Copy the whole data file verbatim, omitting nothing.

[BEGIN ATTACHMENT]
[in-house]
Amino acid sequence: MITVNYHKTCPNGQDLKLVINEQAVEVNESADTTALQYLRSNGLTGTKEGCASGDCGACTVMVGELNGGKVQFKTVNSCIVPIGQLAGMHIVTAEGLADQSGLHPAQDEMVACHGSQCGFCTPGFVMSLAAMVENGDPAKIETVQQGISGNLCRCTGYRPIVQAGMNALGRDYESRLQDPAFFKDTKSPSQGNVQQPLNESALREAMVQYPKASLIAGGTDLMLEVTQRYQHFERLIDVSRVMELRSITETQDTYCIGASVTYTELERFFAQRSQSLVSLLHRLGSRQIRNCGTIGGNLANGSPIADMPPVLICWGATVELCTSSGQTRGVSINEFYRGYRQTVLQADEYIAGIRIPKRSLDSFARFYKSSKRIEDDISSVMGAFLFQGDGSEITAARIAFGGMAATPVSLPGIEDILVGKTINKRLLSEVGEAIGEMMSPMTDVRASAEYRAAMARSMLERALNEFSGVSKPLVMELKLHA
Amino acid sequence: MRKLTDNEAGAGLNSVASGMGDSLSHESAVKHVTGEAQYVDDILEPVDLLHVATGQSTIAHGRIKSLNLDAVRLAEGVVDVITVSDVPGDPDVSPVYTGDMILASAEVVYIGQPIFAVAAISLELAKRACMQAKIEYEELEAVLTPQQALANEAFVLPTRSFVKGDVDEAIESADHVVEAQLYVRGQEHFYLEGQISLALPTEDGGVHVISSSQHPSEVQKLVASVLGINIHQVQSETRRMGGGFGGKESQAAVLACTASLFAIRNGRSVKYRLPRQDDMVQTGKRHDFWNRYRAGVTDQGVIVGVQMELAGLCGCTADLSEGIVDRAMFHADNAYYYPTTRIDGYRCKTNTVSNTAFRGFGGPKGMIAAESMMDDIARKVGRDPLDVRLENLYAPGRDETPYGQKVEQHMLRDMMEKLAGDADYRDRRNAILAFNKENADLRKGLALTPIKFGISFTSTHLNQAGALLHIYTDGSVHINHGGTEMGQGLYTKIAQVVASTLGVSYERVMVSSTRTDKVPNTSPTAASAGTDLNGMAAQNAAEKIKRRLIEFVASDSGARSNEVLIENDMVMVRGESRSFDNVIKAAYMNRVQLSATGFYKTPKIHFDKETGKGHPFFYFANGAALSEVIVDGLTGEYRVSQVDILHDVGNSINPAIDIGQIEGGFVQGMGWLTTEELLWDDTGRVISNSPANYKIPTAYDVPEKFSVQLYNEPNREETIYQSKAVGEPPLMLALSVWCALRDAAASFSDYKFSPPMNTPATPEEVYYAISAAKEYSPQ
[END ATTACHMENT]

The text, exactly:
[in-house]
Amino acid sequence: MITVNYHKTCPNGQDLKLVINEQAVEVNESADTTALQYLRSNGLTGTKEGCASGDCGACTVMVGELNGGKVQFKTVNSCIVPIGQLAGMHIVTAEGLADQSGLHPAQDEMVACHGSQCGFCTPGFVMSLAAMVENGDPAKIETVQQGISGNLCRCTGYRPIVQAGMNALGRDYESRLQDPAFFKDTKSPSQGNVQQPLNESALREAMVQYPKASLIAGGTDLMLEVTQRYQHFERLIDVSRVMELRSITETQDTYCIGASVTYTELERFFAQRSQSLVSLLHRLGSRQIRNCGTIGGNLANGSPIADMPPVLICWGATVELCTSSGQTRGVSINEFYRGYRQTVLQADEYIAGIRIPKRSLDSFARFYKSSKRIEDDISSVMGAFLFQGDGSEITAARIAFGGMAATPVSLPGIEDILVGKTINKRLLSEVGEAIGEMMSPMTDVRASAEYRAAMARSMLERALNEFSGVSKPLVMELKLHA
Amino acid sequence: MRKLTDNEAGAGLNSVASGMGDSLSHESAVKHVTGEAQYVDDILEPVDLLHVATGQSTIAHGRIKSLNLDAVRLAEGVVDVITVSDVPGDPDVSPVYTGDMILASAEVVYIGQPIFAVAAISLELAKRACMQAKIEYEELEAVLTPQQALANEAFVLPTRSFVKGDVDEAIESADHVVEAQLYVRGQEHFYLEGQISLALPTEDGGVHVISSSQHPSEVQKLVASVLGINIHQVQSETRRMGGGFGGKESQAAVLACTASLFAIRNGRSVKYRLPRQDDMVQTGKRHDFWNRYRAGVTDQGVIVGVQMELAGLCGCTADLSEGIVDRAMFHADNAYYYPTTRIDGYRCKTNTVSNTAFRGFGGPKGMIAAESMMDDIARKVGRDPLDVRLENLYAPGRDETPYGQKVEQHMLRDMMEKLAGDADYRDRRNAILAFNKENADLRKGLALTPIKFGISFTSTHLNQAGALLHIYTDGSVHINHGGTEMGQGLYTKIAQVVASTLGVSYERVMVSSTRTDKVPNTSPTAASAGTDLNGMAAQNAAEKIKRRLIEFVASDSGARSNEVLIENDMVMVRGESRSFDNVIKAAYMNRVQLSATGFYKTPKIHFDKETGKGHPFFYFANGAALSEVIVDGLTGEYRVSQVDILHDVGNSINPAIDIGQIEGGFVQGMGWLTTEELLWDDTGRVISNSPANYKIPTAYDVPEKFSVQLYNEPNREETIYQSKAVGEPPLMLALSVWCALRDAAASFSDYKFSPPMNTPATPEEVYYAISAAKEYSPQ